Sunday, March 6, 2016

Yurt Therapy

Back in November when VVN met me at REI to help me shop for Killi gear, that day there was an auction for hut rental for the MTTA (Mt. Tahoma Trail Association). They have a system of 4 huts near Mt. Rainier, modeled after the hut system in the Alps, that people can rent for very cheap (about $15/ person). Basically you can spend a night of luxury in a roomy, heated tent with food prep capacity and outhouse with 5-13 of your closest friends, in the middle of nowhere with incredible mountain scenery. They are in such high demand that you have to buy $20 raffle tickets and sit around for hours hoping your name is called. I bought 2 tickets but didn’t win, but VVN won. She booked the Yurt for this past weekend and invited me to join her husband and 5 of her friends, who have been meeting once/ year at one of these huts every year for the last 10 years, I guess kind of like we used to have the DC in Manzanita.

The MTTA hut system has 4 backcountry huts, Copper Creek, High Hut, Snow Bowl, and the Yurt. The Yurt being the smallest and most remote, without a working oven is the least sought-after, but in my opinion, the best. It’s a real gd Yurt.

It’s been a rough week. Rough. Lost another claw and by the time I realized it had to go, part of my arm was lost too, but it had to be done, but I was a blubbering mess. My last hike around Rainier was pretty traumatic (future late entry?). Add on to that the recurring low back injury that had left me hobbling around stooped over and prevented me from running these past 2 weeks, the last thing I wanted to do put on a smile in front of strangers.

But VVN and my Canadian twin Susan convinced me I needed to get out. After some more steroids and an extremely helpful session of physical therapy with Erik Moen Bike PT, my back a million times better and I thought perhaps I could carry a light pack for 5 miles.

I have posted about Erik before, he really knows his stuff. I must pause for a tangent to introduce the newest member of the family “Billy” (steel is real!),
which rides much better after the bike fitting. Looking forward to hitting the road once my back and the weather improve…. But back to the Yurt.

The forecast was for rain rain rain. I met VVN at her house and we carpooled to the Cottage Café in Eatonville where her friends meet for the pre-hike goodies, in my case breakfast sandwich with bacon.
Then onward to the trailhead to put on our snowshoes (except Mike who wore skis).

It was an unexpectedly beautiful day, a bit warm/ wet but very therapeutic for my tortured soul.
We got glimpses of the high hut and Rainier before arriving at the Yurt.

A real live Yurt!
I still miss the Leschi Yurt, where we used to have BRS food club. I can’t believe that was July 2012.

The Yurt was huge, with light entering from the center cap. The table around the center pole was a new addition, and everyone joked that VVN couldn’t pole dance around it anymore. 

There was a bunk bed and 2 sofa beds and 2 mattresses; 2 people had brought tents to sleep outside because, rules were rules, the Yurt only sleeps 6. Though no one was going to check, 2 people were going to sleep outside in the wind/ rain because that was part of the adventure. There was a rack full of hangers to dry wet clothes, which could be raised up and away, and behind the stove, a pair of woolley slippers to borrow!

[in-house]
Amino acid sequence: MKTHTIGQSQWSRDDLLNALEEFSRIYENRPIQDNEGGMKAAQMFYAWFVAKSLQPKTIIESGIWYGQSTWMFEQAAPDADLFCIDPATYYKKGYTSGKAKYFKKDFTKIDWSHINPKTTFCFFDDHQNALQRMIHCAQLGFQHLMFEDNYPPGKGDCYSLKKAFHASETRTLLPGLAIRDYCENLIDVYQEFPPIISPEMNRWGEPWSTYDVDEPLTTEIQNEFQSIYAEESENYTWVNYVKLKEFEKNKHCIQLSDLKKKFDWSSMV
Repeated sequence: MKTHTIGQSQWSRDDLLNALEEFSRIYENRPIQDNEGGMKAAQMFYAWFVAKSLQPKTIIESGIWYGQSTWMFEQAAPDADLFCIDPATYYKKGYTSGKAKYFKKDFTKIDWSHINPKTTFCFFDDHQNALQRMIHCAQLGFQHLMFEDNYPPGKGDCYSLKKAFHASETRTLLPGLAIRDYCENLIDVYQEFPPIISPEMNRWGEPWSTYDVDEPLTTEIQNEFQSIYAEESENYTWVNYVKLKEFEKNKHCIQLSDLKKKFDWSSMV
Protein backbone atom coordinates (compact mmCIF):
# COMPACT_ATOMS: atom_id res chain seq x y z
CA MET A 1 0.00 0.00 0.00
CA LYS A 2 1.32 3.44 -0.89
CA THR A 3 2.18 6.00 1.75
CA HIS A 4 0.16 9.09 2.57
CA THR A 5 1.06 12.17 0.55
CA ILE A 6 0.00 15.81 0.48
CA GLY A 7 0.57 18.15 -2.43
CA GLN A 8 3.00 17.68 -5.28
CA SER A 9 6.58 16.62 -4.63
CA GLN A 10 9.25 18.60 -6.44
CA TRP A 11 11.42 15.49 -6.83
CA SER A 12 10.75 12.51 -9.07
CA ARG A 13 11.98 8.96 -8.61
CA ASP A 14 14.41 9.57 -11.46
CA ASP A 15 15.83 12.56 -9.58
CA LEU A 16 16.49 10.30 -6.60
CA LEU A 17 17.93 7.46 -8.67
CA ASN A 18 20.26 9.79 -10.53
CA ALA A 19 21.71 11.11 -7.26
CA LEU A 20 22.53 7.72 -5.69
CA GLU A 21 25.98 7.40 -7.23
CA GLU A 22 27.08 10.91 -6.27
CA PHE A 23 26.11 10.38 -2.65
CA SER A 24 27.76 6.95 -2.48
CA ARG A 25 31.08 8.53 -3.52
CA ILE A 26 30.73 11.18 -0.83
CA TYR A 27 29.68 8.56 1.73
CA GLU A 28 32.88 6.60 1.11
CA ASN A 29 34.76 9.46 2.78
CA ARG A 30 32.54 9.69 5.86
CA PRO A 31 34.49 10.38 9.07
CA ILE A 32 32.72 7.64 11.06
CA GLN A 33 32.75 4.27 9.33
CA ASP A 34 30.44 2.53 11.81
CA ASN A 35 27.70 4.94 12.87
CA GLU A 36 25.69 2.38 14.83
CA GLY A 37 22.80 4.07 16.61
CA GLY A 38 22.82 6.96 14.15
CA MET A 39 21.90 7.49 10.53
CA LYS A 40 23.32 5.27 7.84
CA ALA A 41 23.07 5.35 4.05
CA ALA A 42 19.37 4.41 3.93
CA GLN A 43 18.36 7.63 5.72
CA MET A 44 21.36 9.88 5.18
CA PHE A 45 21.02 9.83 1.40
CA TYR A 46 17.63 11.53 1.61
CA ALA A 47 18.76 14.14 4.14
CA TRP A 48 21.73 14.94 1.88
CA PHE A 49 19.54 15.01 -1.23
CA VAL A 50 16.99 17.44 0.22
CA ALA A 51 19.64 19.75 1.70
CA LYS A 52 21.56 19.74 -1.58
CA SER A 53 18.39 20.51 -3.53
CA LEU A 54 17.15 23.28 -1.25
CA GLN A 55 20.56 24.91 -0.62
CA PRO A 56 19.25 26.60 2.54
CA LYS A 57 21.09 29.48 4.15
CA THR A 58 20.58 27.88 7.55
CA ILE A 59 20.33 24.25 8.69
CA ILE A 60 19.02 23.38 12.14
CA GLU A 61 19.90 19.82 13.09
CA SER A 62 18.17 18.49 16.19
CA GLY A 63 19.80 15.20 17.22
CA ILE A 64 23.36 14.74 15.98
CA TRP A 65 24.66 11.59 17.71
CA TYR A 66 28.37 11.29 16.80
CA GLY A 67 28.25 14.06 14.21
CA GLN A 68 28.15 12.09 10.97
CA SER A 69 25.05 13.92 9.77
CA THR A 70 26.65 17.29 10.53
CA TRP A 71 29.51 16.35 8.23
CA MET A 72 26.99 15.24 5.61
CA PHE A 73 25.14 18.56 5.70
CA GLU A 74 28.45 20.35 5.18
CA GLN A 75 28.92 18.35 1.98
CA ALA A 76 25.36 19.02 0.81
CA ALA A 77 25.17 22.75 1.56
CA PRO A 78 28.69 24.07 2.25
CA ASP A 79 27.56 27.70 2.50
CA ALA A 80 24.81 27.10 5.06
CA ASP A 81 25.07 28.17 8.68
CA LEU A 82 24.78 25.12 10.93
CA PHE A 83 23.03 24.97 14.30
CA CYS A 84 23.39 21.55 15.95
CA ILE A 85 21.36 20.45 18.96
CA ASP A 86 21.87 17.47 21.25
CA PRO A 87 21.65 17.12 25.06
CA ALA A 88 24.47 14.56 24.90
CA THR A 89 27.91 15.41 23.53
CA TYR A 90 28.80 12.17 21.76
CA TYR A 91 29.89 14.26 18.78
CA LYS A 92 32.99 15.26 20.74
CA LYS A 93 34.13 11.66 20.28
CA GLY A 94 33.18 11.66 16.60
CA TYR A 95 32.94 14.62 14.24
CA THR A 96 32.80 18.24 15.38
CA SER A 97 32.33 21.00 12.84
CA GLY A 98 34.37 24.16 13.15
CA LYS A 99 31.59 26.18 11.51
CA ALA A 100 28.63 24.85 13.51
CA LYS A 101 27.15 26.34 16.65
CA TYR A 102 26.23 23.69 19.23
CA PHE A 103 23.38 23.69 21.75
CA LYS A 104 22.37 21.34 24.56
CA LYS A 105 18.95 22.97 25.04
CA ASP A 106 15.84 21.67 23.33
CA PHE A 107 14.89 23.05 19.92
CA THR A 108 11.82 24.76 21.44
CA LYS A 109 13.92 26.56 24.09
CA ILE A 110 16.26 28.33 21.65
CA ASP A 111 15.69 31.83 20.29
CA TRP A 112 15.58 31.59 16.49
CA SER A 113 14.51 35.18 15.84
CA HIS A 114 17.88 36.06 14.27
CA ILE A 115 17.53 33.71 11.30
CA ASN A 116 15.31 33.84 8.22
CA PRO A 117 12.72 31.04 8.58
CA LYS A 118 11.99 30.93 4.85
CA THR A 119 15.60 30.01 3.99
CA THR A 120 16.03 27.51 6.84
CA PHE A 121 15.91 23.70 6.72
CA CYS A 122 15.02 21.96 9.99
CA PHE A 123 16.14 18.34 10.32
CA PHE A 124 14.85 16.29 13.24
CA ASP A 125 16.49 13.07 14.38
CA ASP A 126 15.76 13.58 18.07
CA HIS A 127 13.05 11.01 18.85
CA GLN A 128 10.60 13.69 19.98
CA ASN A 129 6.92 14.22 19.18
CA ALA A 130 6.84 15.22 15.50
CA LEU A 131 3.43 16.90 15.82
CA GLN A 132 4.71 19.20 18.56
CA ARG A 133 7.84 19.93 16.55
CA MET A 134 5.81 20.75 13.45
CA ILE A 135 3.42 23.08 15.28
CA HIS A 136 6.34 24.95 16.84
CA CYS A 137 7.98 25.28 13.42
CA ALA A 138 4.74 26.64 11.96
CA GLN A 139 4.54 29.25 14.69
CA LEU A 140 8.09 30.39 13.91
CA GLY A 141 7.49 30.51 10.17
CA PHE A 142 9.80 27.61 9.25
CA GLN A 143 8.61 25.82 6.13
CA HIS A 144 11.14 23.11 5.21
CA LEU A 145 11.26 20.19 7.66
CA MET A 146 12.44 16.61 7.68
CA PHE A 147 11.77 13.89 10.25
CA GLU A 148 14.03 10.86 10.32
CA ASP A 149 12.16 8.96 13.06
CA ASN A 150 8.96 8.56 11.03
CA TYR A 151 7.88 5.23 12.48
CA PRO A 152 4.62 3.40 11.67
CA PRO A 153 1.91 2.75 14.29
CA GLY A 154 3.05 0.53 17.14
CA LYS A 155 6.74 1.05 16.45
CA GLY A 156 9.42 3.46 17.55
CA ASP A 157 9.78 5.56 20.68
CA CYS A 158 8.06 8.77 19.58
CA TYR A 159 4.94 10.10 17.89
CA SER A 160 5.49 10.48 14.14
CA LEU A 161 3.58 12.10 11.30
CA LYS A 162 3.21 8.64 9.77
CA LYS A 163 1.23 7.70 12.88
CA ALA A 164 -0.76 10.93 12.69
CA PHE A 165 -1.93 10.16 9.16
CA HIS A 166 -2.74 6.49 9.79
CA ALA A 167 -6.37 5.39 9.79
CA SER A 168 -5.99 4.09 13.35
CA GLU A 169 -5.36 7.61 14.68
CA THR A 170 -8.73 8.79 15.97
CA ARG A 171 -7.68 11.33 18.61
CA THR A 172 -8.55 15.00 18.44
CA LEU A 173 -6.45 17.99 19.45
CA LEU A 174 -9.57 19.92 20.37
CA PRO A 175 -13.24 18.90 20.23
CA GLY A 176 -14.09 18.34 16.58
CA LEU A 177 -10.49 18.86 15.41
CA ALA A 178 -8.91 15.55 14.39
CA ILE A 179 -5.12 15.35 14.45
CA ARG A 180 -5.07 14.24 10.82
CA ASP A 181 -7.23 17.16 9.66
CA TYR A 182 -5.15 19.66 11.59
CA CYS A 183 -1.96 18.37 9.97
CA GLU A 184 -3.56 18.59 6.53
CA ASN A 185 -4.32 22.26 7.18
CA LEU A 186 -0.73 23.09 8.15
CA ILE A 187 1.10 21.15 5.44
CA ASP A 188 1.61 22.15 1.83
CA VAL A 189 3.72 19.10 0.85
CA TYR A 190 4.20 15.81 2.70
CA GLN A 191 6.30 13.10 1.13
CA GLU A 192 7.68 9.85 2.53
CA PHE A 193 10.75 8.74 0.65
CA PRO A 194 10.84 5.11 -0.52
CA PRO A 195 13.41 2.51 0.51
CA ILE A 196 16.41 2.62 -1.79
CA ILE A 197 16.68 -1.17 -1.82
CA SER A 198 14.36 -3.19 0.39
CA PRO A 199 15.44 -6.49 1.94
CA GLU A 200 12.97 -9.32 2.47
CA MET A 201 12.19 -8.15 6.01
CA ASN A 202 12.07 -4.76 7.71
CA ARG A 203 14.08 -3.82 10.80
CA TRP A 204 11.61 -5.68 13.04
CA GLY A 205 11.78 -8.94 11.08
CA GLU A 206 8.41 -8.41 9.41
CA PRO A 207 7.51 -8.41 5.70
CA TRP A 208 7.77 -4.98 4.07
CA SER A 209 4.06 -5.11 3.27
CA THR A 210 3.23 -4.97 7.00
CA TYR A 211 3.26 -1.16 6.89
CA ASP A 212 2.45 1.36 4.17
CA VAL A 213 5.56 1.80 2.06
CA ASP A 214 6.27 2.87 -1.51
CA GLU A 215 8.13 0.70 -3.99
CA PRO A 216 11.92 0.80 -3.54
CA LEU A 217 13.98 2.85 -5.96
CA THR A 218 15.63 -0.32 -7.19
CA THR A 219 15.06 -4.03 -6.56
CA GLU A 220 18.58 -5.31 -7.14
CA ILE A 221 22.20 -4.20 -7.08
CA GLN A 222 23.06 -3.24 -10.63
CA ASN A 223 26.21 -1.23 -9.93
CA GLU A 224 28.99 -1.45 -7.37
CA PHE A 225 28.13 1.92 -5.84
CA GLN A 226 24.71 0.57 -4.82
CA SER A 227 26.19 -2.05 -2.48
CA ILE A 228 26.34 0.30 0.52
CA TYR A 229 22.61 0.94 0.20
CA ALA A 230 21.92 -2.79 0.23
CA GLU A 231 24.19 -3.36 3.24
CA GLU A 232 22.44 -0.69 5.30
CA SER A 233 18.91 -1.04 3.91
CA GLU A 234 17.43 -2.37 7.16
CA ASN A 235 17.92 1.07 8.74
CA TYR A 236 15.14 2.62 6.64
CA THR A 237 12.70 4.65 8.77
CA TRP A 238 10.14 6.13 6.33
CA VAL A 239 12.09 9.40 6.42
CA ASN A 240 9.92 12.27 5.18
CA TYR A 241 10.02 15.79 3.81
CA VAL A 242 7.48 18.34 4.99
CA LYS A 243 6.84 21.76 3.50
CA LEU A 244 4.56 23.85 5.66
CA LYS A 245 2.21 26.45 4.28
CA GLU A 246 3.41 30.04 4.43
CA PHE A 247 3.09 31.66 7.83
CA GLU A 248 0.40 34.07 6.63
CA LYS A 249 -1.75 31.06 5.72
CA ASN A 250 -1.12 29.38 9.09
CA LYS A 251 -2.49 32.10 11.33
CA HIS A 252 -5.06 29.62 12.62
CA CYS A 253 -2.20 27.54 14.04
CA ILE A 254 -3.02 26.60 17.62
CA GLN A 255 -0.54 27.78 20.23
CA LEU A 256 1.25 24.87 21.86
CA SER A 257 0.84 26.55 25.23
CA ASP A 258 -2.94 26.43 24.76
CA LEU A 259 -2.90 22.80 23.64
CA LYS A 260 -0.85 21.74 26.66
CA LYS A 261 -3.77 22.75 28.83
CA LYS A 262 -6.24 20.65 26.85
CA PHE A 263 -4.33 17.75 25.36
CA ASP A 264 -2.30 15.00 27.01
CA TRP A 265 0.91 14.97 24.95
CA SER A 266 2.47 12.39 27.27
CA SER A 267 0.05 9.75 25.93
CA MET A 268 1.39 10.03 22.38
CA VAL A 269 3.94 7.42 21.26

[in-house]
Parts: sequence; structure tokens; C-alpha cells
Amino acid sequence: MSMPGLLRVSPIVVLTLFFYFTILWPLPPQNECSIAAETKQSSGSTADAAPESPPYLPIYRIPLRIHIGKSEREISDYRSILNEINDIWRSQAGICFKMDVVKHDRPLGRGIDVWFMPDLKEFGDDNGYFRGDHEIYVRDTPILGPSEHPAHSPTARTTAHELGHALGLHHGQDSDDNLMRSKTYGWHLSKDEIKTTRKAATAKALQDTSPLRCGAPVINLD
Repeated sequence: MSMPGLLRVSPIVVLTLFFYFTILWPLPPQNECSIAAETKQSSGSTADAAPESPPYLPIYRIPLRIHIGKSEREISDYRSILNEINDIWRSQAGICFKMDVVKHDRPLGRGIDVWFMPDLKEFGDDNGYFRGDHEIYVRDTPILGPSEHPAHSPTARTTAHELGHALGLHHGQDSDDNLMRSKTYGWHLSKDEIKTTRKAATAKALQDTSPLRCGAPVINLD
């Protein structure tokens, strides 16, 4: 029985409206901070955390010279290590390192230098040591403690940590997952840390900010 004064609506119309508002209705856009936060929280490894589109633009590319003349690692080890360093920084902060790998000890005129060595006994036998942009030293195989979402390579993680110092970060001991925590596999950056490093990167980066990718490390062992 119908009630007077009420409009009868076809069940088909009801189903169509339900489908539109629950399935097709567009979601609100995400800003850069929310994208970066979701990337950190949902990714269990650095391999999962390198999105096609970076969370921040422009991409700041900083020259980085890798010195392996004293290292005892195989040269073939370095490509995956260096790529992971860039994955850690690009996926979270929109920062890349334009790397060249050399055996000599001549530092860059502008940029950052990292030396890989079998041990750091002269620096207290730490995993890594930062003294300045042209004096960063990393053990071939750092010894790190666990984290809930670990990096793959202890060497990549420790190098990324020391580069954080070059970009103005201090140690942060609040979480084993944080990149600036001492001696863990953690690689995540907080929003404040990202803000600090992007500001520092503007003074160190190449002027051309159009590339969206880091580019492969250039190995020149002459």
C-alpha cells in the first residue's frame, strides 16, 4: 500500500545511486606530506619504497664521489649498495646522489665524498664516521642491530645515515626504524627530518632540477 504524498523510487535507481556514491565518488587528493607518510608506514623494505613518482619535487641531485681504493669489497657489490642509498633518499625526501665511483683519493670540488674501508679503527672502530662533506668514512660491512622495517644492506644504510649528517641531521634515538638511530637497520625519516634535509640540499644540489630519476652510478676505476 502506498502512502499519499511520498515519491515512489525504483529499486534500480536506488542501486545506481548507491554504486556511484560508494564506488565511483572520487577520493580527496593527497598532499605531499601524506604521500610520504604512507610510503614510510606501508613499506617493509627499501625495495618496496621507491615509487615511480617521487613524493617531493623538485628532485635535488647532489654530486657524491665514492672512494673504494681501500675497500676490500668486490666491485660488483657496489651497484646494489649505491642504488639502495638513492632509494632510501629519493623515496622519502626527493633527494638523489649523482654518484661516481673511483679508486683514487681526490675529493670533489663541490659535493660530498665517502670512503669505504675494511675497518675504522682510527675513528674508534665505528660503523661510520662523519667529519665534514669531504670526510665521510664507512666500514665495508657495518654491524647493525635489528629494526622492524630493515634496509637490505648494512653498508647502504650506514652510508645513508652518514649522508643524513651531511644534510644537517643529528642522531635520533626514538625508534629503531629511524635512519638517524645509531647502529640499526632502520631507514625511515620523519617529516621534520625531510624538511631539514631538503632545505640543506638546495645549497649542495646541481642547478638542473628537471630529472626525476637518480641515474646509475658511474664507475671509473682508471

Water was basically melted snow melted on the stove. The filter was pretty slow, so we ended up boiling a bunch of water.

One of the guys had brought a box of wine and I did my best not to hog it all. We basically sat around eating hors’doevres (cheese, salami/ chorizo, chips, crackers) until it was time to eat some more. They laughed about how VVN, who had just completed the Orcas Island 100 miler a couple weeks prior, was dipping Cheetos in fondue cheese at their last dinner party. MMM Cheetos dipped in fondue…. I must find an excuse to earn this privilege….

Dinner was amazing, pulled pork with slaw, and all the fixins, lemon tart for desert. The Yurt had the obligatory copy of Neuromancer as well as Jenga and Trivial Pursuit, as well as the log book, but we did not need these as one of the folks had brought Farkle.

I was not in the mood to strain my brain but this was loads of fun, a dice game where you could slowly rack up points or risk losing it all. I broke the “beginner’s luck” rule by losing 2 games in a row, threw my royal flush away with a Farkel.

You have to reuse utensils and pack out all the trash, but Christel and Chris had the routine down. By then the rain was coming down hard, and Marie and Mike had to put up their tents. Why couldn’t they just sleep on the floor? Oh the rules say, only 6 in the Yurt. Plus it’s part of the adventure. So they actually put up tents in this rainstorm in the dark! I had to take a sleeper because I was so wired but it was a very comfortable sofa…

Next morning the winds/ rain had died down and it was snowing! We had pulled pork with scrambled eggs/ hash browns before cleaning up and packing out. It started out crisp and clear but as we descended the rain came and I took my snow shoes off on the rocks. Another hiker on a toboggan passed me, and some hikers were on their way up, including a local with sled dogs. I was grateful to be out on the peaceful snow.

Afterward we went to Brunos where I had an elk burger with fried jalapeno chips, sweet potato fries, washed down with Irish Death. All the Tabasco I could want.
Then back to Seattle and reality. Will def bid on a hut next year.

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